Before I get into this new set of movies, I have an announcement. I am now registered to take the Japanese Language Proficiency Test – Level 2 in Chicago on December 6th. I have begun studying for the test, but there is a lot I need to cover still. I initially intended to print out the recommended study list… but the vocabulary was 220 pages long and the kanji was even worse at 679 pages. I don’t have that much paper though, so I guess I’ll be studying online. After paging through it seems as though the level 2 exam is pretty difficult, while the level 3 exam is far too easy. There is a pretty large gap between the 3rd and 4th levels to the 2nd and 1st levels. I would guess that this is because 3rd and 4th levels are meant to be elementary while 2nd and 1st levels are for fluency.
With that out of the way, here’s some new movies.
I found this Korean director on metacritic. He has several movies out including a trilogy called The Vengeance Trilogy. The three movies are not directly linked, but all use vengeance as the central theme. They were all pretty interesting, but here’s the individual breakdown:
Sympathy For Mr. Vengeance. The first film is about a deaf man who’s sister is dying and needs a medical operation. They can’t afford the operation, so the man asks his wealthy boss if he can give him an advance to cover the costs. The boss declines, so the man and his girlfriend decide to kidnap the boss’s daughter and collect a ransom fee. They justify it by saying there are good kidnappings and bad kidnappings, and this would be a good kidnapping. They wouldn’t ask for anymore than the cost of the operation and return the child unharmed without fail.
Unfortunately, the plan goes wrong when the man’s sister commits suicide. He brings the kidnapped child with him to bury the body of his sister, but while he is tending to the burial, the child drowns in the nearby river. The man is unable to hear her screams because he is deaf. The sister died, the child died, and the boss is not happy. He sets out to kill the couple to atone for the death of his child.
This was a good story, but the pacing seemed a bit strange. At times it was very quick moving, but there seemed to be a lot of stagnant areas of the film where nothing seemed to progress. It got a little boring. This seems to be charactaristic of Park’s films, though.
Next up is…
Oldboy. This is probably the most famous of Park’s films, and for a good reason. This was my favorite of the three. The story is about a man who is imprisoned by an unknown captor for 15 years and unexpectedly released. Upon release he starts tracking down his mysterious enemy.
The answers to the questions remain unanswered until the final few scenes, and what an answer it is. The climax to this film involves a very interesting and well written twist. The pacing is better than in Sympathy For Mr. Vengeance and there is a lot of action as well.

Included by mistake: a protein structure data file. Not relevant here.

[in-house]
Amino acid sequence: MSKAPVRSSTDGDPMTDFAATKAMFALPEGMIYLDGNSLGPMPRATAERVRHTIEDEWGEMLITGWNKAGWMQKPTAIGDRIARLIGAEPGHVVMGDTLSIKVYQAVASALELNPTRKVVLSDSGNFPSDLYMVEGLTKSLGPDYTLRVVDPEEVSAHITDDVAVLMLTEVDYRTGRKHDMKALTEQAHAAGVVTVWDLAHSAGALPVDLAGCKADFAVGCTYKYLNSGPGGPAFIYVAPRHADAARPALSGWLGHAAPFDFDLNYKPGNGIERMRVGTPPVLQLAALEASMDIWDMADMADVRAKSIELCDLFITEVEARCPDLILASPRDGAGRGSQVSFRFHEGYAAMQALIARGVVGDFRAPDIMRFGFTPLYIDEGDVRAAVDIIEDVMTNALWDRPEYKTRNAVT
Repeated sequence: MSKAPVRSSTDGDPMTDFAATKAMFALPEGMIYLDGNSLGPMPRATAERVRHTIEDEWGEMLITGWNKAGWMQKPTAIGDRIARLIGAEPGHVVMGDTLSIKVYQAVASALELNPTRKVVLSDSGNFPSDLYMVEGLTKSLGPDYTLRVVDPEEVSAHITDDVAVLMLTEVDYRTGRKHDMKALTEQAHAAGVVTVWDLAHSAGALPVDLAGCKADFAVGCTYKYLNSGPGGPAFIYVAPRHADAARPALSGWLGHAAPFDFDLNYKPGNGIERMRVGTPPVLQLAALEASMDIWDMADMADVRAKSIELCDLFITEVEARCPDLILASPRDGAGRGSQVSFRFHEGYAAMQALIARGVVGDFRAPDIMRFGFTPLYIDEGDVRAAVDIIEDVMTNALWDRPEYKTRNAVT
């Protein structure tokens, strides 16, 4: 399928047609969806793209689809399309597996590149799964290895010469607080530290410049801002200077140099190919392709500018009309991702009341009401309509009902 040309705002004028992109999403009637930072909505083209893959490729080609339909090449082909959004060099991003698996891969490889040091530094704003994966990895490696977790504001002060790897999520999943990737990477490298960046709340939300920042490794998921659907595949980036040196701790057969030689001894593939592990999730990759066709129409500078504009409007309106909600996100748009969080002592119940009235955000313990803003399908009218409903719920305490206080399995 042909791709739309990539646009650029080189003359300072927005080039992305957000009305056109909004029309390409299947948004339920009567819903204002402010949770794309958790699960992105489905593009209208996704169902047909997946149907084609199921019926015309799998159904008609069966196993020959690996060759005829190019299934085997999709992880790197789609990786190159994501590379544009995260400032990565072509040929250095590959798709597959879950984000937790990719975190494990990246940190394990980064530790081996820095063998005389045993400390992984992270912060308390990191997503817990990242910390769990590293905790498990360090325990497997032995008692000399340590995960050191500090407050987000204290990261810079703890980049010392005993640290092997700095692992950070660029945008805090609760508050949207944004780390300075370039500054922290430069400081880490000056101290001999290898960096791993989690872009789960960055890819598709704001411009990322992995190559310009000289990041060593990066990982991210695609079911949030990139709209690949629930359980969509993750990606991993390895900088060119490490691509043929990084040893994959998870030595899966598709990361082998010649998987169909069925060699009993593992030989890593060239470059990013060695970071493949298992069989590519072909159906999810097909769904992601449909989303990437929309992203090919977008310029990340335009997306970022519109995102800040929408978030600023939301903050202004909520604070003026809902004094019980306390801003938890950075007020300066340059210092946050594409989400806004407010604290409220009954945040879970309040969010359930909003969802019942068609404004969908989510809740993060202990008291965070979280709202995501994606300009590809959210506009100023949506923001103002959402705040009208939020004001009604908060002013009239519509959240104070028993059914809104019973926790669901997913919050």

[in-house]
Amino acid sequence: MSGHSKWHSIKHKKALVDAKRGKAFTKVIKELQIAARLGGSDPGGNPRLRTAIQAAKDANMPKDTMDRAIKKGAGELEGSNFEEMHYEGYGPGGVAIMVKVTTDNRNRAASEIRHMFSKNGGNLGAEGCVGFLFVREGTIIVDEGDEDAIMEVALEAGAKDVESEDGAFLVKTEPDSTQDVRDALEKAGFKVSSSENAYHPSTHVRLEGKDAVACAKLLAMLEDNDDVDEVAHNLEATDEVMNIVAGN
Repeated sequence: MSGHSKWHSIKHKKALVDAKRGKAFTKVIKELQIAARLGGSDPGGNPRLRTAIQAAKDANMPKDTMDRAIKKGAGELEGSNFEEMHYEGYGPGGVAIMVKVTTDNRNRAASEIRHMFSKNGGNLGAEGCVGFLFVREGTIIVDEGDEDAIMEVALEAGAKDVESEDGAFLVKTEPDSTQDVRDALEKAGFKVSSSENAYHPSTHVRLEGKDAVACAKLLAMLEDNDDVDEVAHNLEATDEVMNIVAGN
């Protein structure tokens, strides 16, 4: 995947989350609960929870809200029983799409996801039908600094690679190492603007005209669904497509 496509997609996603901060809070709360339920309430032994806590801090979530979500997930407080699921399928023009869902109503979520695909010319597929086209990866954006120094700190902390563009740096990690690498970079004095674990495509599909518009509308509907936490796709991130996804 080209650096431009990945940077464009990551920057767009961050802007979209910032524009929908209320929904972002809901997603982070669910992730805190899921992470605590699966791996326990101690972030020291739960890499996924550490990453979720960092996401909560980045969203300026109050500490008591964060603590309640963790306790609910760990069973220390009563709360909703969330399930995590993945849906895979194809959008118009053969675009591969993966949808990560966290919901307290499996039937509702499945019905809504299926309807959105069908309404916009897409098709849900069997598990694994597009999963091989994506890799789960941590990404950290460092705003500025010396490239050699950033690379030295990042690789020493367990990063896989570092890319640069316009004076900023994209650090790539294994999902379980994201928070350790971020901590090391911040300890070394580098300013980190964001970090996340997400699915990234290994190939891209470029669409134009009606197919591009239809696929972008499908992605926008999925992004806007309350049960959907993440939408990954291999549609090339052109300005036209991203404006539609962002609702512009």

I’d recommend this one if you consider yourself open-minded to non-conventional movies. Despite being famous in America, it is probably pretty different than the movies you are used to.
Sympathy For Lady Vengeance. This is the last movie in the Vengeance Trilogy. It is about a young woman who is forced to confess to a murder she didn’t commit to save her daughter’s life. After 13 years of imprisonment, she hunts down the man who forced her into prison.
She is reunited with her daughter, who was adopted by foster parents after she went to prison, but the daughter doesn’t want her back. With the help of her previous cell-mates, she captures the man who ruined her youth.
She plans to have her vengeance, but what will that do to bring back her daughter and the years she lost? This movie was about the same as Mr. Vengeance in pacing, action, and story development. This movie did have the best actors, I think. The talent was very good.
I’m a Cyborg, But That’s Ok. This movie is not a part of the Vengeance Trilogy and is completely different. It is about a girl who is admitted into a mental hospital because she thinks she is a cyborg. She won’t eat anything because cyborgs don’t do that kind of thing. None of the nurses can get her to cooperate and her body slowly deteriorates.
She meets an anti-social man in the hospital and their defects seem to click together. They form a bond and start to help each other work through their problems. I liked this movie, but again, Park has a pretty funny way of telling his stories. I would only recommend it if you’re into different approaches of movies. If you’re a fan of other foreign films, this could be your thing.
In music news, the new Muse CD came out today.